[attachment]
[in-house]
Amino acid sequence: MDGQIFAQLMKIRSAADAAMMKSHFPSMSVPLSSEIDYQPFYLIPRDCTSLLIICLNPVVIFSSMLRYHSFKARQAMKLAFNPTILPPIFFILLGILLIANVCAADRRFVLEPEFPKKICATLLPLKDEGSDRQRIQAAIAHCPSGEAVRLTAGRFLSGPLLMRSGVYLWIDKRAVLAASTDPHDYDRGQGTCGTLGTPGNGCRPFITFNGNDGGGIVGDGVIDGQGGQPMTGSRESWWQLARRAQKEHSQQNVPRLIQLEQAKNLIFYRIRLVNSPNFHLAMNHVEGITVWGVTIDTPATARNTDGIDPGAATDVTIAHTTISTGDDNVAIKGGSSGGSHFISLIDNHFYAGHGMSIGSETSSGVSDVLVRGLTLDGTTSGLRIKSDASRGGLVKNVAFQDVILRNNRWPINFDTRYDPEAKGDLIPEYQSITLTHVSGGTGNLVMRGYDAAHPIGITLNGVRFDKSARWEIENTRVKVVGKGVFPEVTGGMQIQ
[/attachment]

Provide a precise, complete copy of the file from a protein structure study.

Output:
[in-house]
Amino acid sequence: MDGQIFAQLMKIRSAADAAMMKSHFPSMSVPLSSEIDYQPFYLIPRDCTSLLIICLNPVVIFSSMLRYHSFKARQAMKLAFNPTILPPIFFILLGILLIANVCAADRRFVLEPEFPKKICATLLPLKDEGSDRQRIQAAIAHCPSGEAVRLTAGRFLSGPLLMRSGVYLWIDKRAVLAASTDPHDYDRGQGTCGTLGTPGNGCRPFITFNGNDGGGIVGDGVIDGQGGQPMTGSRESWWQLARRAQKEHSQQNVPRLIQLEQAKNLIFYRIRLVNSPNFHLAMNHVEGITVWGVTIDTPATARNTDGIDPGAATDVTIAHTTISTGDDNVAIKGGSSGGSHFISLIDNHFYAGHGMSIGSETSSGVSDVLVRGLTLDGTTSGLRIKSDASRGGLVKNVAFQDVILRNNRWPINFDTRYDPEAKGDLIPEYQSITLTHVSGGTGNLVMRGYDAAHPIGITLNGVRFDKSARWEIENTRVKVVGKGVFPEVTGGMQIQ